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Interleukin 8 receptor, beta

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Title: Interleukin 8 receptor, beta  
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Subject: Interleukin 8 receptor, alpha, CCR9, CXCR6, IL3RA, C-C chemokine receptor type 7
Collection: Chemokine Receptors, Clusters of Differentiation, Senescence
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Interleukin 8 receptor, beta

Chemokine (C-X-C motif) receptor 2
Available structures
PDB Ortholog search: PDBe, RCSB
Identifiers
Symbols  ; CD182; CDw128b; CMKAR2; IL8R2; IL8RA; IL8RB
External IDs IUPHAR: ChEMBL: GeneCards:
RNA expression pattern
Orthologs
Species Human Mouse
Entrez
Ensembl
UniProt
RefSeq (mRNA)
RefSeq (protein)
Location (UCSC)
PubMed search

Interleukin 8 receptor, beta is a chemokine receptor. IL8RB is also known as CXCR2, and CXCR2 is now the IUPHAR Committee on Receptor Nomenclature and Drug classification-recommended name.[1]

Contents

  • Function 1
  • Senescence 2
  • See also 3
  • References 4
  • External links 5
  • Further reading 6
  • External links 7

Function

The protein encoded by this gene is a member of the G-protein-coupled receptor family. This protein is a receptor for interleukin 8 (IL8). It binds to IL8 with high affinity, and transduces the signal through a G-protein-activated second messenger system (Gi/o-coupled[2]). This receptor also binds to chemokine (C-X-C motif) ligand 1 (CXCL1/MGSA), a protein with melanoma growth stimulating activity, and has been shown to be a major component required for serum-dependent melanoma cell growth. In addition, it binds ligands CXCL2, CXCL3, and CXCL5.

This receptor mediates neutrophil migration to sites of inflammation. The angiogenic effects of IL8 in intestinal microvascular endothelial cells are found to be mediated by this receptor. Knockout studies in mice suggested that this receptor controls the positioning of oligodendrocyte precursors in developing spinal cord by arresting their migration. This gene, IL8RA, a gene encoding another high affinity IL8 receptor, and IL8RBP, a pseudogene of IL8RB, form a gene cluster in a region mapped to chromosome 2q33-q36.[3]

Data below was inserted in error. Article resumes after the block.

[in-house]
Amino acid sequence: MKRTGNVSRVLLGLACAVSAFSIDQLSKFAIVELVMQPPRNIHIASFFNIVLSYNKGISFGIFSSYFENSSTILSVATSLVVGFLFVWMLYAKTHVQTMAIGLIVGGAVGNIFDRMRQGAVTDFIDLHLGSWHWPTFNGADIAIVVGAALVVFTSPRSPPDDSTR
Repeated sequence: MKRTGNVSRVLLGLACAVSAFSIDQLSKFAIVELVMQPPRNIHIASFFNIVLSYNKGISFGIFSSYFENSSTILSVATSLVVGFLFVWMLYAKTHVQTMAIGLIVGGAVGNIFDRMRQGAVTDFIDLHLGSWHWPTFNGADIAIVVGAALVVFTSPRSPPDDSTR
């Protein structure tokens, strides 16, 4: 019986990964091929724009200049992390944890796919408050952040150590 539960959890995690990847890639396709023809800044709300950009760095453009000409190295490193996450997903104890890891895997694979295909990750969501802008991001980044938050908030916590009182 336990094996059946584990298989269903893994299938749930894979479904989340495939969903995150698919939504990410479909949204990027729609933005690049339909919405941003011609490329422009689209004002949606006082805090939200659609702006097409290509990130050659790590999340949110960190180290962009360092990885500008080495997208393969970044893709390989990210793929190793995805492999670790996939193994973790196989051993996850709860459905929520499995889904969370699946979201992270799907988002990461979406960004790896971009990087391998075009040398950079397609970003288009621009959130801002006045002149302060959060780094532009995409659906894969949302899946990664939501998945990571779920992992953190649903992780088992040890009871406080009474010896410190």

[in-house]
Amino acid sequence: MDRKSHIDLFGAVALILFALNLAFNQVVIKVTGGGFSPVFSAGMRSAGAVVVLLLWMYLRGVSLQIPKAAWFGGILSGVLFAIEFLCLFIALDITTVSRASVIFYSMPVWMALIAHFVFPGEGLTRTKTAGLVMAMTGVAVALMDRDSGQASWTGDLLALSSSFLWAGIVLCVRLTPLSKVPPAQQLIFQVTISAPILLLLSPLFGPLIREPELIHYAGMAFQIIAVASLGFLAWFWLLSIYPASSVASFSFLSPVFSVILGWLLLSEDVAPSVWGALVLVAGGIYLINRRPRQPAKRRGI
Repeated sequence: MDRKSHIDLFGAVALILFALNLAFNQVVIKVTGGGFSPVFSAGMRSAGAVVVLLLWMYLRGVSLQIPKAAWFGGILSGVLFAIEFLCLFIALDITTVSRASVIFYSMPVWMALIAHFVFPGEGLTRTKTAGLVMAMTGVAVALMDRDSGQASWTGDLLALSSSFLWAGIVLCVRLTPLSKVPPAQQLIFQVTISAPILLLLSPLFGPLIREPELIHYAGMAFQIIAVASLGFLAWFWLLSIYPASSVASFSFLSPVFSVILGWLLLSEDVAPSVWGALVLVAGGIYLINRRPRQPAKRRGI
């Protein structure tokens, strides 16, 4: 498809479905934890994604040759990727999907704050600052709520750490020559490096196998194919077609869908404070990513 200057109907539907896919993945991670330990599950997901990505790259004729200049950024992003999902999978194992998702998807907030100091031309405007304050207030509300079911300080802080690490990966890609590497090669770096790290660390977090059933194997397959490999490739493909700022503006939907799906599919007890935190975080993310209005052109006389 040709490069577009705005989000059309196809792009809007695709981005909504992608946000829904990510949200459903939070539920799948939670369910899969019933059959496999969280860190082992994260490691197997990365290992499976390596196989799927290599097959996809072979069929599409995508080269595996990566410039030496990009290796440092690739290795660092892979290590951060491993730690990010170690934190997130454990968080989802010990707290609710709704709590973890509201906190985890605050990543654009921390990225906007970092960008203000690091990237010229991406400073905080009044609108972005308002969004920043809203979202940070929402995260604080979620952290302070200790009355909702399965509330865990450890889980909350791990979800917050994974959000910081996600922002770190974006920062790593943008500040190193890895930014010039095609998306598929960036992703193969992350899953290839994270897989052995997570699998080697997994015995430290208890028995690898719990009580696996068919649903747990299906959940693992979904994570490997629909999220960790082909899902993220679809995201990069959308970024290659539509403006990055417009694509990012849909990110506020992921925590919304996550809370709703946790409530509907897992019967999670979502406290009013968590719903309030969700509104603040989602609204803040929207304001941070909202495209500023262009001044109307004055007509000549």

Mutations in CXCR2 cause hematological traits .[4]

Senescence

Knock-down studies involving the chemokine receptor CXCR2 alleviates both replicative and oncogene-induced senescence (OIS) and diminishes the DNA-damage response. Also, ectopic expression of CXCR2 results in premature senescence via a p53-dependent mechanism.[5]

See also

References

  1. ^ Morris SW, Nelson N, Valentine MB, Shapiro DN, Look AT, Kozlosky CJ, Beckmann MP, Cerretti DP (November 1992). "Assignment of the genes encoding human interleukin-8 receptor types 1 and 2 and an interleukin-8 receptor pseudogene to chromosome 2q35". Genomics 14 (3): 685–91.  
  2. ^ "Entry in: gpDB, database of GPCRs, G-proteins, Effectors and their interactions". Retrieved 3 October 2012. 
  3. ^ "Entrez Gene: IL8RB interleukin 8 receptor, beta". 
  4. ^ Auer, P. L.; Teumer, A; Schick, U; O'Shaughnessy, A; Lo, K. S.; Chami, N; Carlson, C; De Denus, S; Dubé, M. P.; Haessler, J; Jackson, R. D.; Kooperberg, C; Perreault, L. P.; Nauck, M; Peters, U; Rioux, J. D.; Schmidt, F; Turcot, V; Völker, U; Völzke, H; Greinacher, A; Hsu, L; Tardif, J. C.; Diaz, G. A.; Reiner, A. P.; Lettre, G (2014). "Rare and low-frequency coding variants in CXCR2 and other genes are associated with hematological traits". Nature Genetics 46 (6): 629–34.  
  5. ^ Acosta JC, O'Loghlen A, Banito A, Guijarro MV, Augert A, Raguz S, Fumagalli M, Da Costa M, Brown C, Popov N, Takatsu Y, Melamed J, d'Adda di Fagagna F, Bernard D, Hernando E, Gil J. (June 2008). "Chemokine Signaling via the CXCR2 Receptor Reinforces Senescence.". Cell. 133 (6): 1006–18.  

External links

  • "Chemokine Receptors: CXCR2". IUPHAR Database of Receptors and Ion Channels. International Union of Basic and Clinical Pharmacology.